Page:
*Otoplasty (ear correction): 1,260 – up 23 per cent



*Brow lifts: 1,004 – up 4 per cent

Ancient skills

Plastic surgery dates back at least 3,500 years to the Ancient Egyptians who restored damaged or malformed noses. By the sixth century BC the ancient Indian physician Sushruta, sometimes dubbed the father of surgery, was acknowledged as an expert.

In the 18th century British surgeons travelled to India to study nose reconstruction techniques and in the early nineteenth century Joseph Carpue carried out the first such major surgery in Europe, repairing an army officer’s nose using skin from the forehead.

Huge advances in plastic surgery were made during World War Two when Archibald McIndoe, a New Zealander working in Britain, pioneered treatment for RAF airmen who had suffered severe burns, often on the face and usually before being able to bail out of burning aircraft

Life and Style
ebookNow available in paperback
ebooks
ebookA delicious collection of 50 meaty main courses
Latest stories from i100
Have you tried new the Independent Digital Edition apps?
SPONSORED FEATURES

ES Rentals

    Independent Dating
    and  

    By clicking 'Search' you
    are agreeing to our
    Terms of Use.

    iJobs Job Widget
    iJobs General

    Recruitment Genius: Full Stack Software Developer - £80k - Javascript / MEAN

    £45000 - £80000 per annum: Recruitment Genius: Ambitious, entrepreneurial busi...

    Recruitment Genius: Fitter - Plant / Tool

    £20000 - £23500 per annum: Recruitment Genius: A Fitter is required to join a ...

    Recruitment Genius: Sage 200 Consultant

    £30000 - £32000 per annum: Recruitment Genius: They have a unique reputation f...

    Recruitment Genius: Communications and Graphic Design Officer

    £14000 - £16000 per annum: Recruitment Genius: This UK wide voluntary organisa...

    Day In a Page

    Solved after 200 years: the mysterious deaths of 3,000 soldiers from Napoleon's army

    Solved after 200 years

    The mysterious deaths of 3,000 soldiers from Napoleon's army
    Every regional power has betrayed the Kurds so Turkish bombing is no surprise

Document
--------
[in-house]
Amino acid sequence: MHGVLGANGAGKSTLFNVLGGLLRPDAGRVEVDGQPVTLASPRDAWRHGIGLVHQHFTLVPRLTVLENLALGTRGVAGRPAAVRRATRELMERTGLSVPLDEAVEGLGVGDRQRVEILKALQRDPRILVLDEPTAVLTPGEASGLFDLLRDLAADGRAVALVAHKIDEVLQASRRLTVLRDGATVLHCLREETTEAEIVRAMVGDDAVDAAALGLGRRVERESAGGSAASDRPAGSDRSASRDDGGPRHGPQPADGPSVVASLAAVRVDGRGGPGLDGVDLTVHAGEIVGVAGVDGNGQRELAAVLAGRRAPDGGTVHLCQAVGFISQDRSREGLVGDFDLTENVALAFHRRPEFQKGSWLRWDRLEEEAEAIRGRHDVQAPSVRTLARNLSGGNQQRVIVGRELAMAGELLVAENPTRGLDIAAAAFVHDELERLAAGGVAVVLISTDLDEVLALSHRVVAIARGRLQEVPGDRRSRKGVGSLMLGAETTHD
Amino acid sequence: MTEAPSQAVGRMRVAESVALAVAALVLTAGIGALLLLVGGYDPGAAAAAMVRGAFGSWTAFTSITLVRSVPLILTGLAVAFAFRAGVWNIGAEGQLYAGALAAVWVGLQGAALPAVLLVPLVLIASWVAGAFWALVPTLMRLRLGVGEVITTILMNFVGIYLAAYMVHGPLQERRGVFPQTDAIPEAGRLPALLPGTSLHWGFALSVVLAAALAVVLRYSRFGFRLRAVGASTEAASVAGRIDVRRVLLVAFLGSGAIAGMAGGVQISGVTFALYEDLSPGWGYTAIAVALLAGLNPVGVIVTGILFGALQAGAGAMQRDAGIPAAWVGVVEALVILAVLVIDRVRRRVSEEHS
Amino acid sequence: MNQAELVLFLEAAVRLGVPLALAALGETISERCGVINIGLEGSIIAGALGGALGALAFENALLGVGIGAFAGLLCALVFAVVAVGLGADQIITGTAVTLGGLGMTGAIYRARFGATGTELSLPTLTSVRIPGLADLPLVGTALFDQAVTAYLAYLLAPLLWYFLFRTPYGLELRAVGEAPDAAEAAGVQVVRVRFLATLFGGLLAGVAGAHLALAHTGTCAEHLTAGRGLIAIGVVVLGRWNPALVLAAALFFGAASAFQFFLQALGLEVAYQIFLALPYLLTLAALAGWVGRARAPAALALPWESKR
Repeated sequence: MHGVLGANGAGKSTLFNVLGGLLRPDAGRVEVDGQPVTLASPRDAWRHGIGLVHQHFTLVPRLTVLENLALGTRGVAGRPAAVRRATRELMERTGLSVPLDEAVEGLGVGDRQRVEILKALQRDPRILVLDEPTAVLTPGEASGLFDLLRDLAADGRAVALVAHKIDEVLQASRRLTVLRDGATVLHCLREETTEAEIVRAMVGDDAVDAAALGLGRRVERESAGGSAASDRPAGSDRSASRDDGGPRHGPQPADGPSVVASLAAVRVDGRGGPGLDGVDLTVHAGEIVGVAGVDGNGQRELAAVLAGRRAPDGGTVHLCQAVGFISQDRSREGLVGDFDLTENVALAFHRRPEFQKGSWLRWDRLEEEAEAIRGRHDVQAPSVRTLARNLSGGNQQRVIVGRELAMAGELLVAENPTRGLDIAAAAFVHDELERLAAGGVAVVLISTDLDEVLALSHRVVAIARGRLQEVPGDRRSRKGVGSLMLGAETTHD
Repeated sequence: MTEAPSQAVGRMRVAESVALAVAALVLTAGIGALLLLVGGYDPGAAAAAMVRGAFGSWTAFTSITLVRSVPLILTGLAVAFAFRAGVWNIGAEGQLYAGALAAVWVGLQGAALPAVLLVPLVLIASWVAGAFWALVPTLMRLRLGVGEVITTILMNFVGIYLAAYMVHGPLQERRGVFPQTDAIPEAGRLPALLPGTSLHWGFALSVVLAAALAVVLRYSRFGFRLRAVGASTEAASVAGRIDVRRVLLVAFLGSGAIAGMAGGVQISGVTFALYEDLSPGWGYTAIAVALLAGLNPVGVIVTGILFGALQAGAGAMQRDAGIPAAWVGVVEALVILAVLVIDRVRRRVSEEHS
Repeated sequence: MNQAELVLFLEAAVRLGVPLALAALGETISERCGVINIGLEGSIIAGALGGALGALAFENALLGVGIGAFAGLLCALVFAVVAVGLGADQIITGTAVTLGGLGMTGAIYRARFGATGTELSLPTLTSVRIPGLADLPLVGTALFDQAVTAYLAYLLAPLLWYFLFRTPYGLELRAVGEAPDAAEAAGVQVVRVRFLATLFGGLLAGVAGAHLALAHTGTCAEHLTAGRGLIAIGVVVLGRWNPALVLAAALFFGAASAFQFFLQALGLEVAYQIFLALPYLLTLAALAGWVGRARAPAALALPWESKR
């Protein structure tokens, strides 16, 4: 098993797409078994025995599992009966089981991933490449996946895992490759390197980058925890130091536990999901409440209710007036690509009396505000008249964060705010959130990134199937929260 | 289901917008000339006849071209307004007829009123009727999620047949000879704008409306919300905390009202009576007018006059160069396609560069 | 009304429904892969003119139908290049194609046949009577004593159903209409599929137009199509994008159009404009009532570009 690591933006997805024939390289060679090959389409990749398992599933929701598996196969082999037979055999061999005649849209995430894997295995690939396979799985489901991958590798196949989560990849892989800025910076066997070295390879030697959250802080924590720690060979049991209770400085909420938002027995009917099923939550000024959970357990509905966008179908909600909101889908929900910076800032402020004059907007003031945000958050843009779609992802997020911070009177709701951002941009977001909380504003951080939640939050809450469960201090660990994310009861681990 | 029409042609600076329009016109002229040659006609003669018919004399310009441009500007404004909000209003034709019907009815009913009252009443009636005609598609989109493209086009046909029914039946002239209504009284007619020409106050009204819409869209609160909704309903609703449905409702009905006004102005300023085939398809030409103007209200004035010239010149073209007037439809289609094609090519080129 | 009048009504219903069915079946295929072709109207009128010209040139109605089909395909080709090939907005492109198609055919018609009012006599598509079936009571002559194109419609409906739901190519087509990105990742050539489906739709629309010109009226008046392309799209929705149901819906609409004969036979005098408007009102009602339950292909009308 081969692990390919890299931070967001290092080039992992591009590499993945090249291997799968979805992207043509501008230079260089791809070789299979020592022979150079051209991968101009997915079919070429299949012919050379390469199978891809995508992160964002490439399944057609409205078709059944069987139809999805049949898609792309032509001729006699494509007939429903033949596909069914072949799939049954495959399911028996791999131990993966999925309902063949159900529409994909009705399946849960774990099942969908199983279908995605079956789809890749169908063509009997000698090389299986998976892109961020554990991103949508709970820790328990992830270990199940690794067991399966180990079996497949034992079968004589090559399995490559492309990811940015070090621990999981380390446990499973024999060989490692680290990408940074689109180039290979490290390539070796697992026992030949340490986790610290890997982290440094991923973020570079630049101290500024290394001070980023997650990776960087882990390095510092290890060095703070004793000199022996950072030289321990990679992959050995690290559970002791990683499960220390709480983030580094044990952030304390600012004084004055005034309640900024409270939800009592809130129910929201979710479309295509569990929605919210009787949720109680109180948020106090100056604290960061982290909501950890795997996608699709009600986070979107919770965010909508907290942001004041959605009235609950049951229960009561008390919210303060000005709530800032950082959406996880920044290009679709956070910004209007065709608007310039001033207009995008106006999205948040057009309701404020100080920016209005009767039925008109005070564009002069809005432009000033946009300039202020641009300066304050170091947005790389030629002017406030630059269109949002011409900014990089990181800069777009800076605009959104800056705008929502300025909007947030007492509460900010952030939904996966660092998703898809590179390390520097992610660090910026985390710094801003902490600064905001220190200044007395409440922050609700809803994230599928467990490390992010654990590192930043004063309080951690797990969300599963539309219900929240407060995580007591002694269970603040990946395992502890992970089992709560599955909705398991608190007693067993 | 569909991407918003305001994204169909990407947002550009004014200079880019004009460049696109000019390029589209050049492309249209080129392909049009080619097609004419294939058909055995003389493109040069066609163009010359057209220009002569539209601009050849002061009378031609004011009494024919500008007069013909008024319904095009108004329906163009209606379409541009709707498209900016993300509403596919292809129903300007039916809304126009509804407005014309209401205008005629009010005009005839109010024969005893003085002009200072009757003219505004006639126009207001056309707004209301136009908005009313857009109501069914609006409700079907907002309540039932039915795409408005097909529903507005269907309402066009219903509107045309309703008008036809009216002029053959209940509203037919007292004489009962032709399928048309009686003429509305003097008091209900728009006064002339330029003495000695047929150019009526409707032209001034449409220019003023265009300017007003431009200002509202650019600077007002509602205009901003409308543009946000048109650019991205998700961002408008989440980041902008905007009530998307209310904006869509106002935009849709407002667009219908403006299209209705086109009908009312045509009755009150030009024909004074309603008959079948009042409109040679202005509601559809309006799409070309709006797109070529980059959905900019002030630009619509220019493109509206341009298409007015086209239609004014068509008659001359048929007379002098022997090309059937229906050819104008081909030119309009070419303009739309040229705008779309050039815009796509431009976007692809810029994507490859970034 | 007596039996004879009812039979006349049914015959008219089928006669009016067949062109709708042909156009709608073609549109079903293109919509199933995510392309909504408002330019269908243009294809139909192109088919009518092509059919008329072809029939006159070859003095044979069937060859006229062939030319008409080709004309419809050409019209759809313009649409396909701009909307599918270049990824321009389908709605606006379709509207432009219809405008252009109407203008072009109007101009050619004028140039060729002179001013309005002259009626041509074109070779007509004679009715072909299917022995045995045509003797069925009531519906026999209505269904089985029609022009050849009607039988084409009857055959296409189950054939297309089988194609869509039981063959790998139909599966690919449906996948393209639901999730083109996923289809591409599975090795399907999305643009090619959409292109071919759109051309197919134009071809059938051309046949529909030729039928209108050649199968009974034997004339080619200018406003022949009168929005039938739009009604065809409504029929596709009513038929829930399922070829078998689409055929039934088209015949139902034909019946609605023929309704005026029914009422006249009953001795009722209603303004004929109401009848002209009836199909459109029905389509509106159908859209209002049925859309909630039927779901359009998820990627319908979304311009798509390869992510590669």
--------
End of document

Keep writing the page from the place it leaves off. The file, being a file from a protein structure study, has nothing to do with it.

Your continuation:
Robert Fisk on the Turkey conflict

    Every regional power has betrayed the Kurds so Turkish bombing is no surprise
    Investigation into wreck of unidentified submarine found off the coast of Sweden

    Sunken sub

    Investigation underway into wreck of an unidentified submarine found off the coast of Sweden
    Instagram and Facebook have 'totally changed' the way people buy clothes

    Age of the selfie

    Instagram and Facebook have 'totally changed' the way people buy clothes
    Not so square: How BBC's Bloomsbury saga is sexing up the period drama

    Not so square

    How Virginia Woolf saga is sexing up the BBC period drama
    Rio Olympics 2016: The seven teenagers still carrying a torch for our Games hopes

    Still carrying the torch

    The seven teenagers given our Olympic hopes
    The West likes to think that 'civilisation' will defeat Isis, but history suggests otherwise

    The West likes to think that 'civilisation' will defeat Isis...

    ...but history suggests otherwise
    The bald truth: How one author's thinning hair made him a Wayne Rooney sympathiser

    The bald truth

    How thinning hair made me a Wayne Rooney sympathiser
    Froome wins second Tour de France after triumphant ride into Paris with Team Sky

    Tour de France 2015

    Froome rides into Paris to win historic second Tour
    Fifteen years ago, Concorde crashed, and a dream died. Today, the desire to travel faster than the speed of sound is growing once again

    A new beginning for supersonic flight?

    Concorde's successors are in the works 15 years on from the Paris crash
    I would never quit Labour, says Liz Kendall

    I would never quit party, says Liz Kendall

    Latest on the Labour leadership contest
    Froome seals second Tour de France victory

    Never mind Pinot, it’s bubbly for Froome

    Second Tour de France victory all but sealed
    Oh really? How the 'lowest form of wit' makes people brighter and more creative

    The uses of sarcasm

    'Lowest form of wit' actually makes people brighter and more creative
    A magazine editor with no vanity, and lots of flair

    No vanity, but lots of flair

    A tribute to the magazine editor Ingrid Sischy
    Foraging: How the British rediscovered their taste for chasing after wild food

    In praise of foraging

    How the British rediscovered their taste for wild food